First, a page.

Outside briefs, Aug. 20, 2016

Orienteering class is Wednesday

Colorado Parks and Wildlife is offering a free “Navigation and Orienteering 101” class at 6 p.m. on Wednesday at the Hunter Education Building, 711 Independent Avenue in Grand Junction.

The seminar is taught by Hunter Outreach Program volunteer and expert navigator, Leonard Pisciotta, a 22-year veteran of the U.S. Marine Corps, where he taught the country’s best the art of orienteering and navigation.

Through classroom instruction and practical application, students will become familiar with USGS topographical maps, a standard magnetic compass. They will also learn basic navigation skills, and which basic safety items to carry.

Registration is required, so go to http://www.register-ed.com/events/ view/85091 to reserve a spot.

For more information, visit cpw.state.co.us.

Field dressing class offered by CPW


Colorado Parks and Wildlife is offering “Field Dressing 101” for big-game hunters. The class will be at the Horsethief Canyon State Wildlife Area at 6:30 p.m. on Sept. 20.

The class is detailed and will include the use of real animals to provide thorough examples of how to properly field dress big game.

Registration is required and is limited to the first 40 students that sign-up. Visit http://www.register-ed.com/events/view/87706, or call
970-255-6100 to reserve your spot.

Instructors will demonstrate gutting and gutless methods of field processing, quartering, and suggestions for transporting the meat out of the field. Additional topics will include techniques for skinning with taxidermy in mind.

The seminar is offered through the agency’s Hunter Outreach Program. Through workshops, clinics, seminars, and educational hunts, the program appeals to diverse interests, backgrounds and levels of ability, helping novices learn about Colorado’s hunting heritage and traditions.

Anglers encouraged to salvage fish
at Harvey Gap Reservoir north of Silt


Harvey Gap Reservoir north of Silt is being drained to inspect the dam outlet structure. To save as many fish as possible, Colorado Parks and Wildlife has authorized an emergency fish salvage at the reservoir. Using conventional, legal tackle only, anglers are encouraged to catch and keep as many fish as they can, including tiger muskie, northern pike, channel catfish, black crappie, trout, yellow perch, bluegill, and largemouth and smallmouth bass.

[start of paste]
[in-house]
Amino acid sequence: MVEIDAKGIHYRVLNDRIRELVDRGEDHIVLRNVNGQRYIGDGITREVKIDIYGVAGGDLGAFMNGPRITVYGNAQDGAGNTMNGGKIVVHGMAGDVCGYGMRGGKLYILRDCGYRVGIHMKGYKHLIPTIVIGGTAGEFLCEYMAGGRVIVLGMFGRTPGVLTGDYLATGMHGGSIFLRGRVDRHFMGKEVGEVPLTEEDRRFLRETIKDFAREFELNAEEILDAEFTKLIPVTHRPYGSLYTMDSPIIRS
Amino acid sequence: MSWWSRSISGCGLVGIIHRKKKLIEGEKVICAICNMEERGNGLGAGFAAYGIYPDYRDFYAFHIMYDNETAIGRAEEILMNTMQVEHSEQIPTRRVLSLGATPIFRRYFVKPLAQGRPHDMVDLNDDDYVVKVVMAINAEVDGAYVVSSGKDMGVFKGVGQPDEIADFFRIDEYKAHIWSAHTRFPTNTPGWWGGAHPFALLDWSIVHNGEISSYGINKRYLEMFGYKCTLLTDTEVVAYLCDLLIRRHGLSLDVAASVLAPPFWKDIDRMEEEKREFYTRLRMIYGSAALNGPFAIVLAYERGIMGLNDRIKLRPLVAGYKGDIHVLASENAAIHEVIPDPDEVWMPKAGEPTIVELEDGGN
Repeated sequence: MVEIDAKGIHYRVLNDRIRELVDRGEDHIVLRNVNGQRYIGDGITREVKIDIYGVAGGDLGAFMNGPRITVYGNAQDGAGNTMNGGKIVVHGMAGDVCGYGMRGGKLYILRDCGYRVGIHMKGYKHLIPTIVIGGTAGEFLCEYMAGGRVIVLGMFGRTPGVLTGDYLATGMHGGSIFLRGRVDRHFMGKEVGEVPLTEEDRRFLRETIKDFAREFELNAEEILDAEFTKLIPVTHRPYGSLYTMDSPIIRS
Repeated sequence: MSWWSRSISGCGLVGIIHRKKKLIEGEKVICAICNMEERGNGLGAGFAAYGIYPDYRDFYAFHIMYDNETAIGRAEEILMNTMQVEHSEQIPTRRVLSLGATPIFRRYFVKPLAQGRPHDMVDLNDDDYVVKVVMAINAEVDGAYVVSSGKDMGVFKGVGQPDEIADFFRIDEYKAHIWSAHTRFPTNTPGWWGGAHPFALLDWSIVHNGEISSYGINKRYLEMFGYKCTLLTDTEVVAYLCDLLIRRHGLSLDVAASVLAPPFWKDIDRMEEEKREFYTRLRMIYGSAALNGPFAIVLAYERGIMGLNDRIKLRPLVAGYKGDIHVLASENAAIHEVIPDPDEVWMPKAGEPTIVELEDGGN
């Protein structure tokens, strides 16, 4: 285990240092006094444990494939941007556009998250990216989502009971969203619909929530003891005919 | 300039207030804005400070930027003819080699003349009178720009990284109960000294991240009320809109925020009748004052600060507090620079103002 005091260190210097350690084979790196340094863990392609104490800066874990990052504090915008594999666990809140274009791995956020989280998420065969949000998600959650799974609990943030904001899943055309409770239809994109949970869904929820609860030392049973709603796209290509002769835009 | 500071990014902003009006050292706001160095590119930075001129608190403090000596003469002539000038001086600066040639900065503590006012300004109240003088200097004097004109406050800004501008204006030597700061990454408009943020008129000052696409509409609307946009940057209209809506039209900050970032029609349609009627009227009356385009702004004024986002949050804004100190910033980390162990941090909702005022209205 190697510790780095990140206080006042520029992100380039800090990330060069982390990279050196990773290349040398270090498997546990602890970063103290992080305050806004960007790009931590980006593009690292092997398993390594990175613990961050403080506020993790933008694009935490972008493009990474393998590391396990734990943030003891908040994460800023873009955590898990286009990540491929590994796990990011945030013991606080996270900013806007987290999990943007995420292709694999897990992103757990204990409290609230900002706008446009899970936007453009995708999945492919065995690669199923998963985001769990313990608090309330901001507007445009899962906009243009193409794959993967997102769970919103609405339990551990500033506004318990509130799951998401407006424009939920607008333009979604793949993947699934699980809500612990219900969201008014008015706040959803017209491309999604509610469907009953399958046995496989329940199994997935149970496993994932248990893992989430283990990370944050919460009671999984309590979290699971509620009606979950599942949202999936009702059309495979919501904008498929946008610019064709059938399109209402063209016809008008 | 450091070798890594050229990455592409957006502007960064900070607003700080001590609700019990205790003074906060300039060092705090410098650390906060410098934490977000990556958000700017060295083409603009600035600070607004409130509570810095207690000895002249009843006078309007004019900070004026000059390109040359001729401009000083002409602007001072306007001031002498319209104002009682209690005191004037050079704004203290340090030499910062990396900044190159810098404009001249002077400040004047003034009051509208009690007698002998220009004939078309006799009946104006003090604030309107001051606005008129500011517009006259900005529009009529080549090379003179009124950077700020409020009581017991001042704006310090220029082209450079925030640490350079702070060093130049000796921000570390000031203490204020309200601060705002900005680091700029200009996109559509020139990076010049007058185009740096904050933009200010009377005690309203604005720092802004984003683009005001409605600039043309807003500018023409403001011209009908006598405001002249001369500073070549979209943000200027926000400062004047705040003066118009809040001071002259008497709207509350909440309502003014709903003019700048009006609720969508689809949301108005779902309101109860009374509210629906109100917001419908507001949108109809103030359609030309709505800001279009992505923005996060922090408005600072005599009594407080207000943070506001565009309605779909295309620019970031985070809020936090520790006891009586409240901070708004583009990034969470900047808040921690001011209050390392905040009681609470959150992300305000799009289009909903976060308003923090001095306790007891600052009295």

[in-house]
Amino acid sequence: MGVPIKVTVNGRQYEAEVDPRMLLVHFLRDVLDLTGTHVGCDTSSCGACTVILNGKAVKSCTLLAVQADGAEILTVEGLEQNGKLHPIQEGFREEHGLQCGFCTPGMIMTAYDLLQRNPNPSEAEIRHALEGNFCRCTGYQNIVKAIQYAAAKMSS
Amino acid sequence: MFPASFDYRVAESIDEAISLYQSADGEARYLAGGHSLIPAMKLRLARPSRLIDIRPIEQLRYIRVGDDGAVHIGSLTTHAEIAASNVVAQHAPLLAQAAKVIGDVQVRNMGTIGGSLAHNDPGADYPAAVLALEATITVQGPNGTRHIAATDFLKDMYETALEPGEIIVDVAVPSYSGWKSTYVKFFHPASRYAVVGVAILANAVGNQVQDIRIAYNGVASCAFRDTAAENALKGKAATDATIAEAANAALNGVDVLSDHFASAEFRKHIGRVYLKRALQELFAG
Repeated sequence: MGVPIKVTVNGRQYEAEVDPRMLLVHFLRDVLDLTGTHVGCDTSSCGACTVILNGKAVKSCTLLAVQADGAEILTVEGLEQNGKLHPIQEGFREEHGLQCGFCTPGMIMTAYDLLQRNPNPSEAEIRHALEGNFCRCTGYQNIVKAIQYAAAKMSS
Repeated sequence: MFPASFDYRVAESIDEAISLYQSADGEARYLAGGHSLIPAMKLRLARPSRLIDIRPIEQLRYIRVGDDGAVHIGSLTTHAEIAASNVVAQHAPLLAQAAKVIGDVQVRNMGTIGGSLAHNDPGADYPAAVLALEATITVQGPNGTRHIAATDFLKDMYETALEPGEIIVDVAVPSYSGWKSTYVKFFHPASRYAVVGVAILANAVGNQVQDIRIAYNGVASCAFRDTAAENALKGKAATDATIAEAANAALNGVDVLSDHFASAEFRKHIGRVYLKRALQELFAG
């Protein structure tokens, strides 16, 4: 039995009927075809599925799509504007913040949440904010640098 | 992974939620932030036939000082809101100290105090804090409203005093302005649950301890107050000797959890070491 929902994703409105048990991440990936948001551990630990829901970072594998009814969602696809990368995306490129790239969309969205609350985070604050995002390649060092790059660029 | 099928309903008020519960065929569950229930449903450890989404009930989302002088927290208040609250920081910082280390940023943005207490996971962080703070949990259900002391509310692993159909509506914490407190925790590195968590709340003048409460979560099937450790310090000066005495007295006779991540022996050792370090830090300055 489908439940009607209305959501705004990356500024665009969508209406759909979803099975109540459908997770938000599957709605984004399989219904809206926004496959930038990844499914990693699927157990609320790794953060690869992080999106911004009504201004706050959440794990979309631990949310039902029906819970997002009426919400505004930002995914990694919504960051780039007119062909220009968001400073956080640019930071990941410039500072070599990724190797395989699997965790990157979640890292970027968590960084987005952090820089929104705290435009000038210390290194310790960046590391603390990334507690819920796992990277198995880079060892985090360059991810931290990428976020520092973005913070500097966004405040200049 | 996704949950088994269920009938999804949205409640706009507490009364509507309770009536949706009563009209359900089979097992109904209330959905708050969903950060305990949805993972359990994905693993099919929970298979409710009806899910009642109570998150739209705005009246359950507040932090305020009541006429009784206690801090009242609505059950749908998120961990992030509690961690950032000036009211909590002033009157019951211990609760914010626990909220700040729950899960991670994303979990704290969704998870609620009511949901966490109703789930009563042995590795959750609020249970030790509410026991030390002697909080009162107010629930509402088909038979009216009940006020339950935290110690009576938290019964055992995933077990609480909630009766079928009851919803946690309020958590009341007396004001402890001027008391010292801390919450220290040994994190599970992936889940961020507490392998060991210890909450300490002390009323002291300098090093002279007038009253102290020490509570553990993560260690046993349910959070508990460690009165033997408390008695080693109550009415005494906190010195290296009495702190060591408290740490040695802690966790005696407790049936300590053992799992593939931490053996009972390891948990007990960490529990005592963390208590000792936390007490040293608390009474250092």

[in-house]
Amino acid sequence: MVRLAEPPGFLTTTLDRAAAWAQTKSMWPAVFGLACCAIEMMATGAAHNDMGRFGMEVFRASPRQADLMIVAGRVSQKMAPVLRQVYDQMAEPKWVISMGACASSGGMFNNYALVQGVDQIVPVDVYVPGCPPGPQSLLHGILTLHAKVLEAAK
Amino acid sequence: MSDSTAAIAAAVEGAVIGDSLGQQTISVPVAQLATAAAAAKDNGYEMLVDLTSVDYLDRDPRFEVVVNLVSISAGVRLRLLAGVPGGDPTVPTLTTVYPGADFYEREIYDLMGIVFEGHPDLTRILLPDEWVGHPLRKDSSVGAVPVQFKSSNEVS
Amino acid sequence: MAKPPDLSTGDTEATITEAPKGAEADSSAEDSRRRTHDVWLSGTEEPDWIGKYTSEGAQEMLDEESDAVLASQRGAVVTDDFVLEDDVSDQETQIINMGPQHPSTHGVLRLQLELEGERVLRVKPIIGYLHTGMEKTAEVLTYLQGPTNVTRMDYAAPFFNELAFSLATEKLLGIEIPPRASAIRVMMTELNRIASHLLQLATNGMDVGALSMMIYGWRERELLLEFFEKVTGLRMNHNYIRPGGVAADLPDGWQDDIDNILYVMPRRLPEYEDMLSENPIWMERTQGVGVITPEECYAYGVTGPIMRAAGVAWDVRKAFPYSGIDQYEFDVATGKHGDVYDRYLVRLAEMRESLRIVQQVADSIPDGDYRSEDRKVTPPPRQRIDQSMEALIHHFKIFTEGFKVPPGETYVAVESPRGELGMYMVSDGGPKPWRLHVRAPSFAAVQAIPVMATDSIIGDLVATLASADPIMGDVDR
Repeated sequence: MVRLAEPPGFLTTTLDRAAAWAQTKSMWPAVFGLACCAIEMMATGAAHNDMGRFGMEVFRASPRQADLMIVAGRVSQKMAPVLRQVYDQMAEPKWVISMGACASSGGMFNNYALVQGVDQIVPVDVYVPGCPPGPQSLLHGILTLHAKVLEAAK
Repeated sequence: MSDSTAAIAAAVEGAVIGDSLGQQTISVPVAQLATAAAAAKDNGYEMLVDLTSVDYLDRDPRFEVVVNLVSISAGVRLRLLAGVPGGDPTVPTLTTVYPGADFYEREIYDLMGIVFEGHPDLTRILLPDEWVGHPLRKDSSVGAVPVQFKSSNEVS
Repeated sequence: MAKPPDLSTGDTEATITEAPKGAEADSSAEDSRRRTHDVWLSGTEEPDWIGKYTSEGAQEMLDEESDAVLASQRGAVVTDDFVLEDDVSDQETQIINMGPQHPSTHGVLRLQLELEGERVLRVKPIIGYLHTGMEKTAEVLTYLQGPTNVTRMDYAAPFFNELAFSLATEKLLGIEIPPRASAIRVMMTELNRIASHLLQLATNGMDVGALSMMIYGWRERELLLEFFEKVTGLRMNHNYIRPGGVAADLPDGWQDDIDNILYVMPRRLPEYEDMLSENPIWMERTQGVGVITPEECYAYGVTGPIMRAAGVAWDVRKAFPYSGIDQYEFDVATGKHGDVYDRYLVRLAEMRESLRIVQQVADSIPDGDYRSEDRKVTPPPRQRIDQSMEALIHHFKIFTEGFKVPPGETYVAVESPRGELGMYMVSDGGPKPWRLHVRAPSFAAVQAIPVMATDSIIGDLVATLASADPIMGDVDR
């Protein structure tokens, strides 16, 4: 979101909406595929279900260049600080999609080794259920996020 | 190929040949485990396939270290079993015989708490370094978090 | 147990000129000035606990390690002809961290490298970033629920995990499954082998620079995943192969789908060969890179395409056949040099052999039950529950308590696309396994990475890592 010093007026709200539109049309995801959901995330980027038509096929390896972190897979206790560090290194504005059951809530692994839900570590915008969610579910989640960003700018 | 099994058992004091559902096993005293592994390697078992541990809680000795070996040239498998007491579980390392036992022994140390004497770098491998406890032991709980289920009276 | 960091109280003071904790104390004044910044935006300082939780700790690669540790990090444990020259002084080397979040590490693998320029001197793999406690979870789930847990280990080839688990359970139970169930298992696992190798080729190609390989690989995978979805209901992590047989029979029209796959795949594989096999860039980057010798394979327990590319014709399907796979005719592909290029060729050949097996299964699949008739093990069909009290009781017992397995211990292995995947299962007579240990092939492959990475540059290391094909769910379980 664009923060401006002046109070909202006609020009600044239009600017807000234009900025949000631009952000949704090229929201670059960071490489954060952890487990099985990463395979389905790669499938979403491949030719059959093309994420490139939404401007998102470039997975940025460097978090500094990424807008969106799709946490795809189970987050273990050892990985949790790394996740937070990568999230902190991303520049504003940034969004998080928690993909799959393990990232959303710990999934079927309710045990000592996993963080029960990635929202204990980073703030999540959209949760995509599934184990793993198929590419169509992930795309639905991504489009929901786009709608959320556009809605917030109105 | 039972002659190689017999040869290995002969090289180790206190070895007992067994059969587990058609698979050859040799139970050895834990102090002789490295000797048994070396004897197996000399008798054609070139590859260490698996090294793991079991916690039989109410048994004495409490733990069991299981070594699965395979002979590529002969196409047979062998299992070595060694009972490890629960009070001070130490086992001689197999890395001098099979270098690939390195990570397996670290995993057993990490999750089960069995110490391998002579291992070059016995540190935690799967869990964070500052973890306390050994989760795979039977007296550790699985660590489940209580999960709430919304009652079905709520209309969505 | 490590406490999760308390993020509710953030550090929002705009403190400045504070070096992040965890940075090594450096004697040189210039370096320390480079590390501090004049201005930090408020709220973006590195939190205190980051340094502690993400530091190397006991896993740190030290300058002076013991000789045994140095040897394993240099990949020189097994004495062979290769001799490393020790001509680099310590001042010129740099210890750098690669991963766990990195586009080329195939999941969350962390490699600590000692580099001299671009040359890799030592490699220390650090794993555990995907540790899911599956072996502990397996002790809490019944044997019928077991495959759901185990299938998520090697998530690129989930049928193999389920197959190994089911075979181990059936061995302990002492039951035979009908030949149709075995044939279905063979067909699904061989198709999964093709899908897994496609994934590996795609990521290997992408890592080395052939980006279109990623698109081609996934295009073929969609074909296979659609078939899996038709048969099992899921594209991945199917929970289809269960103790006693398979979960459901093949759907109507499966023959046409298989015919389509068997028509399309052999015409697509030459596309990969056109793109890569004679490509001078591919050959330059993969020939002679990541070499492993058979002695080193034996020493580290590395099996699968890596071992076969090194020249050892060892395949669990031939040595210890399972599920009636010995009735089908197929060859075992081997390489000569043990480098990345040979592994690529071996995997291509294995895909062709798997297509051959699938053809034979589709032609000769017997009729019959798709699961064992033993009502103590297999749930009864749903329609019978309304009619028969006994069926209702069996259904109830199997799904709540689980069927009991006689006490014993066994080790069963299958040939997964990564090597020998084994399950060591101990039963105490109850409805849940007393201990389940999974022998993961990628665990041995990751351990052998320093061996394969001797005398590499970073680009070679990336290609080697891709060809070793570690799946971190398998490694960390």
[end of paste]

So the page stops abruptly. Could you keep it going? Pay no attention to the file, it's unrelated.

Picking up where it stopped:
All anglers are required to have a valid Colorado fishing license and the usual restrictions will remain in place at all other lakes in the area, as well as throughout the state.

Harvey Gap State Park is a day-use area only; however, fishing is allowed throughout the night. Overnight camping and pets are prohibited. A valid park pass is required.

BLM will begin habitat improvement project near New Castle this week


The Bureau of Land Management expects work to begin this week on a 270-acre wildlife habitat improvement project south of New Castle on Center Mountain. Work will continue into September.

The project will create a patchwork of openings in thick, continuous stands of mountain shrubs using specialized mechanical equipment. Wildlife will benefit from the resulting new, nutritious plant growth in the openings and easier access through the area. Wildfire risk will be lessened by the breaks in the continuous vegetation. 

No heavy equipment will be used during deer or elk rifle seasons.

A map of the treatment area and updates on project timing is available at http://www.blm.gov/crvfo/co. For additional information, call 970-876-9000. 

Kokopelli Classic trail run is Saturday


The Kokopelli Classic trail run is Saturday in Loma.

There are 8- and 16-mile runs. The 16-miler starts at 7 a.m. with an entry fee of $50. The shorter run starts at 7:30 a.m. with an entry fee of $30. Race-day entries are an additional $5.

This is a benefit for Mesa County Search and Rescue Ground Team.

Information: http://www.mcsargt.com. Registration: www. active.com.

Rainbow Family gathering in Norwood


The Rainbow Family of Living Light is planning a regional gathering in the Beaver Park area of the Norwood Ranger District. The Forest Service is expecting between 450-500 people in the area for approximately 10-12 days.

U.S. Forest Service, Norwood District Ranger Matt Zumstein is focused on working collaboratively with the Rainbow Family to develop an operations plan that addresses the resource impacts and public safety issues that come with large numbers of people camping and using a concentrated area.

The Rainbow family has been gathering informally on different National Forests annually since 1972. Each year, the Forest Service encourages the group to work with the agency to follow conditions and guidelines set forth by a mutually agreed upon operating plan. The plan addresses public health and safety concerns, provides actions to minimize impacts to natural resources, and outlines post-event rehabilitation procedures.


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